Joseph Cotto, 12/8/2015 [Archive]

Christmas No Longer a Religious Holiday

By Joseph Cotto

The Christmas season is upon us once again.

As with every year, some choose to believe there is imminent organized resistance to the holiday. Considering that an overwhelming majority of America is Christian, such a notion seems less than believable.

Of course, there are the civil rights groups who file lawsuits against those promoting their religious beliefs at taxpayer expense.

What can honestly be said about this? The separation of church and state is what it is.

It would appear that many think Christmas is under social scrutiny for reasons which require little to no concrete evidence. Instead, it seems as if their fears are rooted in floating abstracts derived from the reality that our society is secularizing.

This begs a very important question. When in the last century has Christmas, from a macro-cultural standpoint, been a predominately religious matter?

Ever since the rise of mass consumerism — retail catalogs, department stores, and the like — December 25 and the weeks before it have increasingly been the domain of not church, but capitalism. Of course, the faithful do continue to gather for service or mass, but this is not what Christmas in America typically revolves around.

Most energy directed toward the holiday pertains to shopping for gifts, shopping for food, shopping for decorations, or finding good sales so one can go shopping for all of these.

Attending church on Christmas Eve or Day, if one bothers at all, appears more of a formality than anything else. In our era, it may not even fall on the agenda. That is compounded by, despite an overall trend against theism, non-Christian religions gaining a foothold across our nation. Chalk this up to mass immigration rather than native-born folks regaining faith.

There's nothing wrong with admitting that Jesus is far from the reason for the season. Those of us who do not celebrate Christmas in a religious sense are afforded the opportunity to appreciate yuletide merriment. Commercialization making Christian theology no longer the standard for accepting or rejecting the holiday is, in many respects, a saving grace.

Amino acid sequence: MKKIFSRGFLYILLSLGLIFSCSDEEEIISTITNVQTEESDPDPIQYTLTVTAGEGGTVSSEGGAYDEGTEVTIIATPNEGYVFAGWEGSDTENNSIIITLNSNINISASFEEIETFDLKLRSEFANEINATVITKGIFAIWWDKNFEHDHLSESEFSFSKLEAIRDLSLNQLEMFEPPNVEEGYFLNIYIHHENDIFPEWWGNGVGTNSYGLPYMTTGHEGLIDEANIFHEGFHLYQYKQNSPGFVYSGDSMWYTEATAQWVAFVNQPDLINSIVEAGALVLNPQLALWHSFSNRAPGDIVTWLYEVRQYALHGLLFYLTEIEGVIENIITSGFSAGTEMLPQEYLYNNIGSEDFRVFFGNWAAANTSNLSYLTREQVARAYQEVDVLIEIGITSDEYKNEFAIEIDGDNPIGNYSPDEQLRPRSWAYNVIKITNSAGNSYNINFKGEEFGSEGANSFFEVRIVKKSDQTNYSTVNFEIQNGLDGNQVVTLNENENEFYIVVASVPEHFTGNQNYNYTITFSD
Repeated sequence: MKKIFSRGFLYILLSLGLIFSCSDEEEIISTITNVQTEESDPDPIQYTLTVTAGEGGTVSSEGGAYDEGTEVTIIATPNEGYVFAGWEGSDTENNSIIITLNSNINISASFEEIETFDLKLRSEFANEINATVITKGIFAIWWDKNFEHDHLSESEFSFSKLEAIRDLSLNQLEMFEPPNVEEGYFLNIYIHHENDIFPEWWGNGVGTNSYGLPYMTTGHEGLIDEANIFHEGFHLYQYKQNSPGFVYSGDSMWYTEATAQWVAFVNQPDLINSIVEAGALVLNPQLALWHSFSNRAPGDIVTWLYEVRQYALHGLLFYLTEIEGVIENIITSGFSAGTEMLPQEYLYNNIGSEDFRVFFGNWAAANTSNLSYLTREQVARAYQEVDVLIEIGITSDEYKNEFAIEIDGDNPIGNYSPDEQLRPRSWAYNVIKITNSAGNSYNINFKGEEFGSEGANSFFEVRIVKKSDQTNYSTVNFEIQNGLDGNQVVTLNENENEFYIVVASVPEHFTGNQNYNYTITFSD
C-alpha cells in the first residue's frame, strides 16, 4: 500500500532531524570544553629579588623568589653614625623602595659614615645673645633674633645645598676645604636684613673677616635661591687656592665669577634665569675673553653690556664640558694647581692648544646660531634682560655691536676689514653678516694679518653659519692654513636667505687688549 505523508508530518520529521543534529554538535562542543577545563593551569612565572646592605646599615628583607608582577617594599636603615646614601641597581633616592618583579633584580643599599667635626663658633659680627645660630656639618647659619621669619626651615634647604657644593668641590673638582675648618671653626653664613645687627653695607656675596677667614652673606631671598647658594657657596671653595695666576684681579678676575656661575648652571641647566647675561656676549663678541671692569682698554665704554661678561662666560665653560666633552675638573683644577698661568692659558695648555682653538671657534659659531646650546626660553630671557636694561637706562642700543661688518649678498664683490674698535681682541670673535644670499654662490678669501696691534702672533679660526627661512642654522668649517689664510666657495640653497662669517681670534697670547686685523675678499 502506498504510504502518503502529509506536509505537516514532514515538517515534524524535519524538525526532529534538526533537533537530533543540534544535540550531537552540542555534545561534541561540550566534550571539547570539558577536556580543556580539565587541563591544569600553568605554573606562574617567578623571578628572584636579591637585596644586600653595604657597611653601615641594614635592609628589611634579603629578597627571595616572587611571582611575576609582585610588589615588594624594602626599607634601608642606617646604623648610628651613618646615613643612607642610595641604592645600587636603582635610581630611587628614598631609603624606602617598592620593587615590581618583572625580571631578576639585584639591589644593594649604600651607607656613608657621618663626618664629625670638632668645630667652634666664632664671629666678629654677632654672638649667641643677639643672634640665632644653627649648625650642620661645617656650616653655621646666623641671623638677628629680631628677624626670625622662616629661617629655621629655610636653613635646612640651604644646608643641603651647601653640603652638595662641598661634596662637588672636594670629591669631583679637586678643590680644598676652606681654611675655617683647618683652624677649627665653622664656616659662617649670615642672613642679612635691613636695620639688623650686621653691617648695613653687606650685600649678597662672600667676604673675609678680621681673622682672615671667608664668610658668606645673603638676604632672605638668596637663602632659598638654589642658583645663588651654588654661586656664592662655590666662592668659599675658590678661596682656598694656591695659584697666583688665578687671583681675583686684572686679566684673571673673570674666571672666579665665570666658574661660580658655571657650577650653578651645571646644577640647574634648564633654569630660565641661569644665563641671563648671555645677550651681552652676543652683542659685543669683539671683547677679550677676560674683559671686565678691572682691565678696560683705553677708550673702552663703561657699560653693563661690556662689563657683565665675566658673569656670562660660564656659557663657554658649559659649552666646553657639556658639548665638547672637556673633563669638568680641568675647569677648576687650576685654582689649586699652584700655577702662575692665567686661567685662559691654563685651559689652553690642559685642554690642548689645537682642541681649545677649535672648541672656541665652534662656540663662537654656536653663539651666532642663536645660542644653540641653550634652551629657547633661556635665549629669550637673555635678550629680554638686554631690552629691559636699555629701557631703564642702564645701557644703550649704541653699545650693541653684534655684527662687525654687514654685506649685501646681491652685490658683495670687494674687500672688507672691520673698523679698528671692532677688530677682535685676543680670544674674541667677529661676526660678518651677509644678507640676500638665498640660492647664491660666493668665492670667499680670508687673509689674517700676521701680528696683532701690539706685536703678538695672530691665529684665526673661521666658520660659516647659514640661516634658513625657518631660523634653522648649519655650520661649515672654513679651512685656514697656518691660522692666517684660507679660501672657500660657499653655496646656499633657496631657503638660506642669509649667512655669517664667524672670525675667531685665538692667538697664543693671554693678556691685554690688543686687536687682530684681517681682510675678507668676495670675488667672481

We are fortunate that our country's Christmas culture has rich traditions which transcend religious doctrine. Christmas, generally speaking, has become a celebration of life's finer things. From throwing office parties to decorating one's home to finding an ideal gift for that special someone, it has come to represent, in my opinion, our highest aspirations.

Regardless of whatever religious beliefs we might hold, it is difficult to argue with something so noble.

During the years ahead, the cultural Christmas spirit deserves to be preserved and championed. If only we did not need a specific holiday to live life to its fullest, though. Then again, singling out one day, and spending well over a month preparing for it, allows us to value life's lessons, and not to mention our loved ones, even more.

So, without further adieu, Merry Christmas.

——-

Copyright 2015 Joseph Cotto, distributed exclusively by Cagle Cartoons newspaper syndicate.

Joseph Cotto is a historical and social journalist, and writes about politics, economics and social issues. Email him at joseph.f.cotto@gmail.com.



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